Couples have conflicts over cell phone activity. What does it mean?
When one member of the couple spends a lot of time on social media, answering text messages and phone calls and the other member of the couple is angry about it, this is a problem that should not be ignored.
Issues that develop from this kind of problem include but not limited to:
Chronic insecurity, lack of trust, dysfunctional communication or reduction in communication, resentment, passive-aggressive behavior, abuse, changes in relationship dynamics, stress and eventually, termination of the relationship. Could it get worse than this? Yes, it can.
What should be done about it?
- Evaluate the importance of the relationship
If the relationship is more trouble than it is worth to you, you should terminate the relationship:
- Stress can be unhealthy for you. If the relationship is affecting your health you should consider terminating it or fixing it.
- Too much drama in your life can affect other family members, your job, your health and your peace of mind. In extreme cases, can result in incarceration, job termination, home eviction and children turned over to Child Protection Agencies. When these things occur or come close to it, you should ask yourself-is your significant other’s behavior a “deal breaker”?
- If you have little to lose by letting the relationship go, that means that the relationship has little value to you. You can’t be in and develop a relationship that is fulfilling with someone else if you continue to remain in a relationship that is not fulfilling and troubling.
- Concern about hurting the feelings of the significant other when you terminate the relationship is not going to change. You will always care about that. If that concern has caused you to hold on longer than you should have, get help from a trusted and wise friend or consult with a therapist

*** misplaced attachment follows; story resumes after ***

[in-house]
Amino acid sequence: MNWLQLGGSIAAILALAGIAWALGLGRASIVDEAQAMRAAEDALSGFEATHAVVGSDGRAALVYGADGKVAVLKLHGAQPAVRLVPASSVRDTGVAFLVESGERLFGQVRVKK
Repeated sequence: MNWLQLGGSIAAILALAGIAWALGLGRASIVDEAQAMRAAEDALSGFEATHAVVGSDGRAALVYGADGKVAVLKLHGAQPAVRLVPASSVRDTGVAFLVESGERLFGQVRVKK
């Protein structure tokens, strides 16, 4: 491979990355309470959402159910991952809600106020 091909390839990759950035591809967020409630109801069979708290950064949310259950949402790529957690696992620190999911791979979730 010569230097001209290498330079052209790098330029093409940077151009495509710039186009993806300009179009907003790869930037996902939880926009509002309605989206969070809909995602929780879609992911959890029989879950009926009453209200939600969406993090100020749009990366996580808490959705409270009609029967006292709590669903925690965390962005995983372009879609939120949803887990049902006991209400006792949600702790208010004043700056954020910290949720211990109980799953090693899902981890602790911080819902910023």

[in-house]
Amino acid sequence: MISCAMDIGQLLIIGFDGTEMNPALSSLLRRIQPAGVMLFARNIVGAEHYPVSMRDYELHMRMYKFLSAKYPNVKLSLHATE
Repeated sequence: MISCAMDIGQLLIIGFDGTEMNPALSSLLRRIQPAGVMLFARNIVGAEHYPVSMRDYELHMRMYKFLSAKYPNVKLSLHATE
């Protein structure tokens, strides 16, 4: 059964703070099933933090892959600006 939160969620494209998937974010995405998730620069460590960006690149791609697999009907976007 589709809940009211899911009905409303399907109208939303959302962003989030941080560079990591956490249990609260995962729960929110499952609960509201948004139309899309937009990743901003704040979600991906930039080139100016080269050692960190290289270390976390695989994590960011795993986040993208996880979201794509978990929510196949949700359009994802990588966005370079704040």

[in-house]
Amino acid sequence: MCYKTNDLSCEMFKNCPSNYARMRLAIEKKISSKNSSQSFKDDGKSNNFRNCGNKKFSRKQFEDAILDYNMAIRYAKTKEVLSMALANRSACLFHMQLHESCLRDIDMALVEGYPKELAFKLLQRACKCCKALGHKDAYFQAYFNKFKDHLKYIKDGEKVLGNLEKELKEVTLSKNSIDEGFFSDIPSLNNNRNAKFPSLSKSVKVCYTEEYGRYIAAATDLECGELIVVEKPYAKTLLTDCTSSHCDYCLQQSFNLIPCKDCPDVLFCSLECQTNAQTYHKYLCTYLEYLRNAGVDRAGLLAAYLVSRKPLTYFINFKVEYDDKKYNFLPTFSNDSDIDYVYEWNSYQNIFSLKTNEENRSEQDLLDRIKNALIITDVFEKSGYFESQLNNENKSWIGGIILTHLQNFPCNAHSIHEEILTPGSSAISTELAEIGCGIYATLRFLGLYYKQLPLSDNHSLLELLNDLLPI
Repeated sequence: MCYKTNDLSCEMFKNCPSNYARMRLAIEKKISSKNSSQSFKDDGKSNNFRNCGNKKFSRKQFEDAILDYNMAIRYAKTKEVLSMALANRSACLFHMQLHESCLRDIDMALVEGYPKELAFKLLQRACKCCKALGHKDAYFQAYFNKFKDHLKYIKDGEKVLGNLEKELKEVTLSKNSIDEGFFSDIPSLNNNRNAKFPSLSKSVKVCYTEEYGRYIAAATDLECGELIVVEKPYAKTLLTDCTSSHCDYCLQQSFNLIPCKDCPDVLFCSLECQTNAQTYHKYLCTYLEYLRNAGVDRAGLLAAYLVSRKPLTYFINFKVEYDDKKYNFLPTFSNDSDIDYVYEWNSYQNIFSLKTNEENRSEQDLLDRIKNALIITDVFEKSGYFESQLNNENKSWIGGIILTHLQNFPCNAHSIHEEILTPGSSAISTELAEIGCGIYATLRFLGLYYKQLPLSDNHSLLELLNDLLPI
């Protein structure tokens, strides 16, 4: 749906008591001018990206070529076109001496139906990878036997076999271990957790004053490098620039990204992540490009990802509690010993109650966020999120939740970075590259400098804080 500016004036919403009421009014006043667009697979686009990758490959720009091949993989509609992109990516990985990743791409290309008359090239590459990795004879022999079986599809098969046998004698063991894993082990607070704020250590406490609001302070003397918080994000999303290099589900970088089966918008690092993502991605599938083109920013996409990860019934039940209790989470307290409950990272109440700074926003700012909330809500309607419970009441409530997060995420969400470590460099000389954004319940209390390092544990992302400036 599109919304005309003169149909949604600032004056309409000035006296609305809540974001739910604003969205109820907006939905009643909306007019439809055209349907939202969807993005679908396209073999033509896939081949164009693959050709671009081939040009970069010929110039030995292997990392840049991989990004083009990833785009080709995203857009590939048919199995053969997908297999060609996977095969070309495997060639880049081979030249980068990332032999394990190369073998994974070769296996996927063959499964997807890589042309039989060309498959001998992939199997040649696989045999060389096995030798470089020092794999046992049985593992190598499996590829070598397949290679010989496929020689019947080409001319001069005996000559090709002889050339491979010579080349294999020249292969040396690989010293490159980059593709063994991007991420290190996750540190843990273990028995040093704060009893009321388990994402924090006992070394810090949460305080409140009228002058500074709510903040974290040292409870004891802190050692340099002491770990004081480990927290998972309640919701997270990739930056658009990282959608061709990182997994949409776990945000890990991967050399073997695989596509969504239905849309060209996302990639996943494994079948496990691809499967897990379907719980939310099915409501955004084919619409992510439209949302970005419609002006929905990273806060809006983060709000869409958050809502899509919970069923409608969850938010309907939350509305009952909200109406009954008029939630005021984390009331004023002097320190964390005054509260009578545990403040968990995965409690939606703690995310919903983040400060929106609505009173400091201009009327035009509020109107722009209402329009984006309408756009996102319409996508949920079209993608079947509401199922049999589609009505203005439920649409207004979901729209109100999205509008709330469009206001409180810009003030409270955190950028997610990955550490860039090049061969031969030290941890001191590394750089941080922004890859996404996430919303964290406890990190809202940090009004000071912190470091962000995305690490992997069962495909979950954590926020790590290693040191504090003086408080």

- Investments in time and assets concerning this relationship may cause you to hang in there longer than you should.
If the relationship is valuable to you and you want to save it:
- Be honest with your significant other about what their behavior is doing to you and give them an opportunity to change. Be patient, change does not happen overnight.
- Decide if you are willing to change. If you are, be patient, change does not happen overnight.
- Establish boundaries:
- Limit cell phone activity to certain hours or certain activities.
- Collaborate on the right to privacy in the relationship. You must both agree on the terms.
- What behaviors are you not willing to tolerate from your significant other? Express your limitations with the kind of respect that you would demand if the shoe were on the other foot.
- Professional help is available. Use it. To find a couple’s therapist, consult with your insurance company or job EAP for a referral. If you don’t have those resources, Google a couple’s therapists in your area.
Couples counseling is never a bad idea. When you don’t want to hurt your significant other’s feelings or if you have time and assets invested in the relationship and you want to try everything you can before terminating the relationship, counseling is a great option.
It is recommended that you attend an individual counseling session before starting couples counseling which would allow you to explore any distortions in your own cognitive processes or issues from your past that may contribute to your thoughts and feelings about your current relationship.